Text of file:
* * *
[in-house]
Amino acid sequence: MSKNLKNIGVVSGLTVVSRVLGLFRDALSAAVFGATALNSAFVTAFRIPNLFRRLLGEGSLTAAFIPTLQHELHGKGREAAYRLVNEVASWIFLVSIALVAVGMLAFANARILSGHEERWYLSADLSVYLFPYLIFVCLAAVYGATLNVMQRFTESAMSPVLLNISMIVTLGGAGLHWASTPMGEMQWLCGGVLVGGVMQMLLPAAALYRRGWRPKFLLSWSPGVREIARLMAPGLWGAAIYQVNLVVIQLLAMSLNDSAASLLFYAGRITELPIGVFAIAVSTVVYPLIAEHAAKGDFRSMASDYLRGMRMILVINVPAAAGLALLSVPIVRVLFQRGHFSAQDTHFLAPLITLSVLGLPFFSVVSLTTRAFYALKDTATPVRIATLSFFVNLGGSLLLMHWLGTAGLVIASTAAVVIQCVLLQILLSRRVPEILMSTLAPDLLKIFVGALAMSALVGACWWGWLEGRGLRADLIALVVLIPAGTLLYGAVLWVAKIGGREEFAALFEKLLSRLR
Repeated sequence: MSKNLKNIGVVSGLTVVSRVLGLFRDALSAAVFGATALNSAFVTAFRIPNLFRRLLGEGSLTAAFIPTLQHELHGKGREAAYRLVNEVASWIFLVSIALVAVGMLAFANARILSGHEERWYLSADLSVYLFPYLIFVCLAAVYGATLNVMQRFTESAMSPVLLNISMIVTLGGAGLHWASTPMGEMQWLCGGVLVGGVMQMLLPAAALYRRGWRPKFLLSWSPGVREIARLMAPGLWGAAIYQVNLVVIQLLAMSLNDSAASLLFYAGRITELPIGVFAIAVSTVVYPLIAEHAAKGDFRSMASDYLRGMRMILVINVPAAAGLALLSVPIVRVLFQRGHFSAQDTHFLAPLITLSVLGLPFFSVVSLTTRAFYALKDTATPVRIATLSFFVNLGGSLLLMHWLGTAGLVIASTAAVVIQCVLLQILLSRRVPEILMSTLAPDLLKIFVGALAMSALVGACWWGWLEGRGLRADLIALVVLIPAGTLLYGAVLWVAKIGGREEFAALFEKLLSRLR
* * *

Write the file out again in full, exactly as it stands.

[in-house]
Amino acid sequence: MSKNLKNIGVVSGLTVVSRVLGLFRDALSAAVFGATALNSAFVTAFRIPNLFRRLLGEGSLTAAFIPTLQHELHGKGREAAYRLVNEVASWIFLVSIALVAVGMLAFANARILSGHEERWYLSADLSVYLFPYLIFVCLAAVYGATLNVMQRFTESAMSPVLLNISMIVTLGGAGLHWASTPMGEMQWLCGGVLVGGVMQMLLPAAALYRRGWRPKFLLSWSPGVREIARLMAPGLWGAAIYQVNLVVIQLLAMSLNDSAASLLFYAGRITELPIGVFAIAVSTVVYPLIAEHAAKGDFRSMASDYLRGMRMILVINVPAAAGLALLSVPIVRVLFQRGHFSAQDTHFLAPLITLSVLGLPFFSVVSLTTRAFYALKDTATPVRIATLSFFVNLGGSLLLMHWLGTAGLVIASTAAVVIQCVLLQILLSRRVPEILMSTLAPDLLKIFVGALAMSALVGACWWGWLEGRGLRADLIALVVLIPAGTLLYGAVLWVAKIGGREEFAALFEKLLSRLR
Repeated sequence: MSKNLKNIGVVSGLTVVSRVLGLFRDALSAAVFGATALNSAFVTAFRIPNLFRRLLGEGSLTAAFIPTLQHELHGKGREAAYRLVNEVASWIFLVSIALVAVGMLAFANARILSGHEERWYLSADLSVYLFPYLIFVCLAAVYGATLNVMQRFTESAMSPVLLNISMIVTLGGAGLHWASTPMGEMQWLCGGVLVGGVMQMLLPAAALYRRGWRPKFLLSWSPGVREIARLMAPGLWGAAIYQVNLVVIQLLAMSLNDSAASLLFYAGRITELPIGVFAIAVSTVVYPLIAEHAAKGDFRSMASDYLRGMRMILVINVPAAAGLALLSVPIVRVLFQRGHFSAQDTHFLAPLITLSVLGLPFFSVVSLTTRAFYALKDTATPVRIATLSFFVNLGGSLLLMHWLGTAGLVIASTAAVVIQCVLLQILLSRRVPEILMSTLAPDLLKIFVGALAMSALVGACWWGWLEGRGLRADLIALVVLIPAGTLLYGAVLWVAKIGGREEFAALFEKLLSRLR